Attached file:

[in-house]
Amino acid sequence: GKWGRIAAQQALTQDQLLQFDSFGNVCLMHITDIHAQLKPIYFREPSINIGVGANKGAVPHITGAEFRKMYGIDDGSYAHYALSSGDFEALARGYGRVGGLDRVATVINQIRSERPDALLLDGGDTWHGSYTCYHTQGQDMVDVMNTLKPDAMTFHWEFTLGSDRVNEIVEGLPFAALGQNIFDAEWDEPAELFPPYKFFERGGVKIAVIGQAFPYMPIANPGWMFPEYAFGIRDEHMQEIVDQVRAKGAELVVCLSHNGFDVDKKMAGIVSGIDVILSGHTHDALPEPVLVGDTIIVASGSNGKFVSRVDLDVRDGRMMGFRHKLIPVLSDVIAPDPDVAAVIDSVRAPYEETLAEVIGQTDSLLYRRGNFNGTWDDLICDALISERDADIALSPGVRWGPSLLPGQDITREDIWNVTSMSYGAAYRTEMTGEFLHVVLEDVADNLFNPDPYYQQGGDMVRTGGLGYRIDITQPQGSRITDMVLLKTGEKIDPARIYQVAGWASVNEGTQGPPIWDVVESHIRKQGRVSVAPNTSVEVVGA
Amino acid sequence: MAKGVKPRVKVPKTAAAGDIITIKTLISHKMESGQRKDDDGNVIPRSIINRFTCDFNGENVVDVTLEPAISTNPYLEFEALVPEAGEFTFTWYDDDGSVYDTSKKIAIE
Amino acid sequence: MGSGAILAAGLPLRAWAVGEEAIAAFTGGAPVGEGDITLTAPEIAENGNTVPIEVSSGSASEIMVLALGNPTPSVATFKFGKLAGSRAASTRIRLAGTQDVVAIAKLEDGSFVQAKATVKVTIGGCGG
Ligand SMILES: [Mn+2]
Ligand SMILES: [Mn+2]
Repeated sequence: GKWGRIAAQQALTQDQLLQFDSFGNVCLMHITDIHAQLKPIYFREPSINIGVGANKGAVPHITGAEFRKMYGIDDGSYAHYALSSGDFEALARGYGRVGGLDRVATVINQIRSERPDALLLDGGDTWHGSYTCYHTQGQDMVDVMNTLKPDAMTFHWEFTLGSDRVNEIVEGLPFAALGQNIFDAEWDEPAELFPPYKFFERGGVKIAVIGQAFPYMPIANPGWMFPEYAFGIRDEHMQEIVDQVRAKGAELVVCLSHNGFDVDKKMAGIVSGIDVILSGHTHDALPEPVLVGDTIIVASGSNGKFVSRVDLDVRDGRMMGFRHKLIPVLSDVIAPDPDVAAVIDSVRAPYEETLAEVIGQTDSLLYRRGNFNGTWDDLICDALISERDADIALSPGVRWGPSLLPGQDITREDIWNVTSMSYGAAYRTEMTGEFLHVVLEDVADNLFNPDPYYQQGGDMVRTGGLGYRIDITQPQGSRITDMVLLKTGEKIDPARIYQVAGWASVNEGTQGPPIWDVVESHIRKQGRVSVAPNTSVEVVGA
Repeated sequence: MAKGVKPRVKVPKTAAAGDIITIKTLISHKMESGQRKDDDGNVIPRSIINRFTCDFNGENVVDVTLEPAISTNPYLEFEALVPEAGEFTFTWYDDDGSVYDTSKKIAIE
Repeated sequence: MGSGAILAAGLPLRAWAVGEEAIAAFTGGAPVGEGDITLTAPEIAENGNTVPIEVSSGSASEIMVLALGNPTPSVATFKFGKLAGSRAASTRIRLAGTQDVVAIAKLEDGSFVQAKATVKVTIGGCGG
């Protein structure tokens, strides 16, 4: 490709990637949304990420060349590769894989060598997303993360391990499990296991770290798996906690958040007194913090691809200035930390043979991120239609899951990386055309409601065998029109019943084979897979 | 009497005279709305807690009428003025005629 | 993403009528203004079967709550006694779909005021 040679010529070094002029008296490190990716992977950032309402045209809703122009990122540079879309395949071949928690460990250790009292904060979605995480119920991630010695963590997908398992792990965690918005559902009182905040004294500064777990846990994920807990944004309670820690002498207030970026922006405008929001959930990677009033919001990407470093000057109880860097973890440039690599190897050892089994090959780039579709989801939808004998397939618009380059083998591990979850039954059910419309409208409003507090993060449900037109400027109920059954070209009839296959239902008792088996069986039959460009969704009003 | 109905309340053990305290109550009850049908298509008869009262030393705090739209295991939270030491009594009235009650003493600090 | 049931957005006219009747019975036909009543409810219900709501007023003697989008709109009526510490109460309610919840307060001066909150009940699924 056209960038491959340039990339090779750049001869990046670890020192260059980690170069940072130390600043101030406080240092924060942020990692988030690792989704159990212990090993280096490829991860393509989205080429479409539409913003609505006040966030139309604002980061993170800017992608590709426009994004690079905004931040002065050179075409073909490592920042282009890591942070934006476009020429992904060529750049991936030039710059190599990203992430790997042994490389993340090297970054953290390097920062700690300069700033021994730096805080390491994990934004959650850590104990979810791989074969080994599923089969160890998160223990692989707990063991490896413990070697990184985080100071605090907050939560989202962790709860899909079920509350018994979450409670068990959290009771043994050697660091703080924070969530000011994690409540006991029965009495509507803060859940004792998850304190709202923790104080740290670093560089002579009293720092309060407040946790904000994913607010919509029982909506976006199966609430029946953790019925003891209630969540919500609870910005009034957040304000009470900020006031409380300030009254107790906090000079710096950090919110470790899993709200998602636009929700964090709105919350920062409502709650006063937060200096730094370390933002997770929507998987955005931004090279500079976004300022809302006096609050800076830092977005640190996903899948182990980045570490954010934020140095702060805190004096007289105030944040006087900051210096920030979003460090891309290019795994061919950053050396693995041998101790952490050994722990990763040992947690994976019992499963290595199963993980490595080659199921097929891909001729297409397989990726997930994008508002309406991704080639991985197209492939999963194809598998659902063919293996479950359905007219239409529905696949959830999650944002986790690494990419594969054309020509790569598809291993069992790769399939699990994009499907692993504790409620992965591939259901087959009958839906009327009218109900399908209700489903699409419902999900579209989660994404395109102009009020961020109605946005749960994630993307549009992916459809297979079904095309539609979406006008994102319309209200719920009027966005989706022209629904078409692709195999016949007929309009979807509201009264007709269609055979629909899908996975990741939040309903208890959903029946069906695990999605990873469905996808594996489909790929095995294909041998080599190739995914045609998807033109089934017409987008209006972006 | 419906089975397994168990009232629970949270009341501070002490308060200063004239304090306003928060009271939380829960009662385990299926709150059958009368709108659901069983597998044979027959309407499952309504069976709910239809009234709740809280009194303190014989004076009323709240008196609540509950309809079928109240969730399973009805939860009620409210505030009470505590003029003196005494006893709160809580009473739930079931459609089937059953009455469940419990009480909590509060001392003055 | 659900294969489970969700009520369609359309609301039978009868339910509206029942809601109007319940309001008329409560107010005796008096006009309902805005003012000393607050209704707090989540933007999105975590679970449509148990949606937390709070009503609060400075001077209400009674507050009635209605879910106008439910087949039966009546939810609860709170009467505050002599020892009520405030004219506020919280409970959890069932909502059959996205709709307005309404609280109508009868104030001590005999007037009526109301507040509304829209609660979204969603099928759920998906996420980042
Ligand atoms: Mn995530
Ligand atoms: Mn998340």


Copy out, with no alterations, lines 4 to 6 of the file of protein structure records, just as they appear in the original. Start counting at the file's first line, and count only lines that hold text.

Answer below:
Amino acid sequence: MGSGAILAAGLPLRAWAVGEEAIAAFTGGAPVGEGDITLTAPEIAENGNTVPIEVSSGSASEIMVLALGNPTPSVATFKFGKLAGSRAASTRIRLAGTQDVVAIAKLEDGSFVQAKATVKVTIGGCGG
Ligand SMILES: [Mn+2]
Ligand SMILES: [Mn+2]